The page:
Guest Column

On World Press Freedom Day, a Nod to the Role of Journalists in a Time of Crisis

By European Union diplomats in Myanmar 3 May 2020

Today is World Press Freedom Day 2020. Although the global struggle to deal with COVID-19 prevents us from coming together to celebrate this day with our partners in journalism, government and civil society, we would like to take a moment to reflect and remind ourselves of the invaluable work journalists do in a time of crisis.

In all societies, information is the lifeblood of a healthy political system, a vibrant civil debate and a prosperous economy. We all need quality information to make good decisions. In this time of crisis, when we have to trust our governments with our lives, journalists are our frontline defenders to ask the difficult questions, comparing information with what they observe on the ground. They contextualize, prioritize and verify. We need them, just as we need experts, doctors and nurses.

Moreover, the free expression of thoughts and opinions is one of the most precious human rights. In full respect of peoples’ dignity, the journalist must be able to freely perform all the acts of his or her profession, investigating, providing commentary, or recording image and sound, with the guaranteed protection of the confidentiality of sources.

Yet, all over the world, we see disinformation spreading like wildfire, feeding prejudice and hate and threatening peaceful coexistence. Internet shutdowns are preventing people from accessing vital health care information to prepare for an outbreak and protect themselves, their families and their community. Under the pretext of state security, journalists and activists are intimidated and accused.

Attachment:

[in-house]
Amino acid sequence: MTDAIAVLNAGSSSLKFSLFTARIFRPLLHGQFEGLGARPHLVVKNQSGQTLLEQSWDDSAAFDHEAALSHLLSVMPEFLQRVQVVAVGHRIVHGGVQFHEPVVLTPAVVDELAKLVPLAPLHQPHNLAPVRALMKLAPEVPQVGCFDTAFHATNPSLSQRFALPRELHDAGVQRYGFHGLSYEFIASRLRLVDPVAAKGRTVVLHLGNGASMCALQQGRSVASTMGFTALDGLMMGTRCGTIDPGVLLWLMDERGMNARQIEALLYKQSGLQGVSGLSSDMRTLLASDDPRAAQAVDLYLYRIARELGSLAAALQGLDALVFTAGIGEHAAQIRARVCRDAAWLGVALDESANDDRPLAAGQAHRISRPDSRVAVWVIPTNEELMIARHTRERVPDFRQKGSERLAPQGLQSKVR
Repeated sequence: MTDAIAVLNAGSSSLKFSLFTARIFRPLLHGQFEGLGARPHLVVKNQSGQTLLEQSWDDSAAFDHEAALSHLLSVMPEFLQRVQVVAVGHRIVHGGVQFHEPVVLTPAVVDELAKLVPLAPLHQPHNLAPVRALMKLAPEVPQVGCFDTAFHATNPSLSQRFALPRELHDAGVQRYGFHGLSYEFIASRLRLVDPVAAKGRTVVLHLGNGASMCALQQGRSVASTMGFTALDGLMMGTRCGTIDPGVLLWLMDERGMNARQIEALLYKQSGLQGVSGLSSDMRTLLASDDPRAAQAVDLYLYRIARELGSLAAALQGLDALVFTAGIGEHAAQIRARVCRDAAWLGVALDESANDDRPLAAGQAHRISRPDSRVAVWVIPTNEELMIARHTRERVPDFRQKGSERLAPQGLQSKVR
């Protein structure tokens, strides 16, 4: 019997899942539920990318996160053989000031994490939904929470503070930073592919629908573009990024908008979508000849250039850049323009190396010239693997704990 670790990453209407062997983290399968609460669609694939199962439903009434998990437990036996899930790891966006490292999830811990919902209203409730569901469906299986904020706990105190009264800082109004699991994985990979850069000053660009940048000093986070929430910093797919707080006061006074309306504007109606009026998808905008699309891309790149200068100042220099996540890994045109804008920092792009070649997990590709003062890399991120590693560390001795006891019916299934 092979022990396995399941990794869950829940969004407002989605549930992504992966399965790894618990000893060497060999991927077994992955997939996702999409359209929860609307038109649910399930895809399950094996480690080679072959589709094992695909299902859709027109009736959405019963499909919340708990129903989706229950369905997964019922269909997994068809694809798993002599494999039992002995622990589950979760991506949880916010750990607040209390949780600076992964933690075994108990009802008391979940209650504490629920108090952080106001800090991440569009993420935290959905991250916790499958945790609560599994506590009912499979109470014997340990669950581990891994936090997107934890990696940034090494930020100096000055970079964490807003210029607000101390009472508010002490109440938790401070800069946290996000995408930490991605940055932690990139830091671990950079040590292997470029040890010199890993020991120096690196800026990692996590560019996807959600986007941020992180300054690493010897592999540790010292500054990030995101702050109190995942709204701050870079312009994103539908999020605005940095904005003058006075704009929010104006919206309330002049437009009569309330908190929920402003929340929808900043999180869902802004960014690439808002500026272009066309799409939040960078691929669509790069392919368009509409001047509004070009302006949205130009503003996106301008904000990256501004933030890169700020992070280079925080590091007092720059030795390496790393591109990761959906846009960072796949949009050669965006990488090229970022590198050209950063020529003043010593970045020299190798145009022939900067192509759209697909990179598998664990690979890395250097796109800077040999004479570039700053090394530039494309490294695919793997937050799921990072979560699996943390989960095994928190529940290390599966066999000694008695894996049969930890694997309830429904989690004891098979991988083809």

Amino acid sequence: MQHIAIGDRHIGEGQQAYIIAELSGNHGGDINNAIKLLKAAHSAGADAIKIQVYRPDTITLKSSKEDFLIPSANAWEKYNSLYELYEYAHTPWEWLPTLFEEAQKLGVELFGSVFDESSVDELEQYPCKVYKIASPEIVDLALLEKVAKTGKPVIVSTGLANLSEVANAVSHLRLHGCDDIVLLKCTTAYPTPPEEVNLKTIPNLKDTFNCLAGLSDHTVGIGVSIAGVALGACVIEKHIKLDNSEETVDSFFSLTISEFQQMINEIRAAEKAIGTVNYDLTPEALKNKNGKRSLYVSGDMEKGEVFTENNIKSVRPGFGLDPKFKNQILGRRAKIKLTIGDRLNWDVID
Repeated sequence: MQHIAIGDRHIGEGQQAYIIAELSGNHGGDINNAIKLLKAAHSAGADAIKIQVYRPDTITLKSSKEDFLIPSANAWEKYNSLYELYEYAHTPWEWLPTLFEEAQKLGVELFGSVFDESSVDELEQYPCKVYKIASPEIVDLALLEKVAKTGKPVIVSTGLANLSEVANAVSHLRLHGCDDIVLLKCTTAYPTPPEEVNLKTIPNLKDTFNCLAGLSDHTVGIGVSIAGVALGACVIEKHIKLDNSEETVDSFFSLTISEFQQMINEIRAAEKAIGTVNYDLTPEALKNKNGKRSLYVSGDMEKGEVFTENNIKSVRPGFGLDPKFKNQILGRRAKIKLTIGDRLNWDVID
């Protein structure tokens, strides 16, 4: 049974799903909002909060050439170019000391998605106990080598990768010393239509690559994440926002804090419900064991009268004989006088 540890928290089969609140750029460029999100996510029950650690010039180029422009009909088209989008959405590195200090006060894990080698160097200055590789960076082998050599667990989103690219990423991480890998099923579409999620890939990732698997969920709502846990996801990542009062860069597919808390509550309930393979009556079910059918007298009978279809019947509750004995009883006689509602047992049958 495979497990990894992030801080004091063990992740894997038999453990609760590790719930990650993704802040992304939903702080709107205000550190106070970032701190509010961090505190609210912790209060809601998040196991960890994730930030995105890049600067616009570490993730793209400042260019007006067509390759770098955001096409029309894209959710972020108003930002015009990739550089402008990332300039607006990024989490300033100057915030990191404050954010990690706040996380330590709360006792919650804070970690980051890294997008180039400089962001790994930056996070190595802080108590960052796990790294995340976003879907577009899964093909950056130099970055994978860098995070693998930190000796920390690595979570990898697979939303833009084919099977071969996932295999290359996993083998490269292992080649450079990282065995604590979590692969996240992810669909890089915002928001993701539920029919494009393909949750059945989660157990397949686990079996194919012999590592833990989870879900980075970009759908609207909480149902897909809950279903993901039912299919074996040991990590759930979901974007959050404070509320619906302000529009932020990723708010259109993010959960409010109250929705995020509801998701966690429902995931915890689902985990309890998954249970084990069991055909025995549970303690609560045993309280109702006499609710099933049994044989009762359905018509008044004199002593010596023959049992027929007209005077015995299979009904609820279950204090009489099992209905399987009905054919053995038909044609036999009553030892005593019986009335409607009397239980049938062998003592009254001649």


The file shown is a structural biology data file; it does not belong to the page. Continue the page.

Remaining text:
While it may seem tempting for those in power to demonstrate that they are indeed in control, all it does is to undermine public trust in these leaders. Journalists are not the enemy of any government. In times of crisis, an independent media and journalists can reinforce the credibility of democratic institutions. A government that is transparent and willing to be scrutinized by journalists and its people will gain trust and public support. We do not expect leaders to have all the answers, but we need them to be open to public scrutiny.

In her “Freedom from Fear” speech, State Counselor Daw Aung San Suu Kyi referred to this when speaking of her father, the national independence leader General Aung San: Always one to practice what he preached, Aung San himself constantly demonstrated courage—not just the physical sort but the kind that enabled him to speak the truth, to stand by his word, to accept criticism, to admit his faults, to correct his mistakes, to respect the opposition, to parley with the enemy and to let people be the judge of his worthiness as a leader.

As ambassadors and heads of mission of the member states of the European Union based in Myanmar, we embrace these wise words and join everyone in celebrating World Press Freedom Day 2020.

Hana Mottlova, Ambassador of the Czech Republic, John Nielsen, Ambassador of Denmark, Kristian Schmidt, Ambassador of the European Union, Riikka Laatu, Ambassador of Finland, Christian Lechervy, Ambassador of France, Thomas Neisinger, Ambassador of Germany, Alessandra Schiavo, Ambassador of Italy, Wouter Jurgens, Ambassador of the Netherlands. Bibian Zamora Giménez, Chargé d’Affaires of the Embassy of Spain, Frida Zaric, Head of Embassy of Sweden Section Office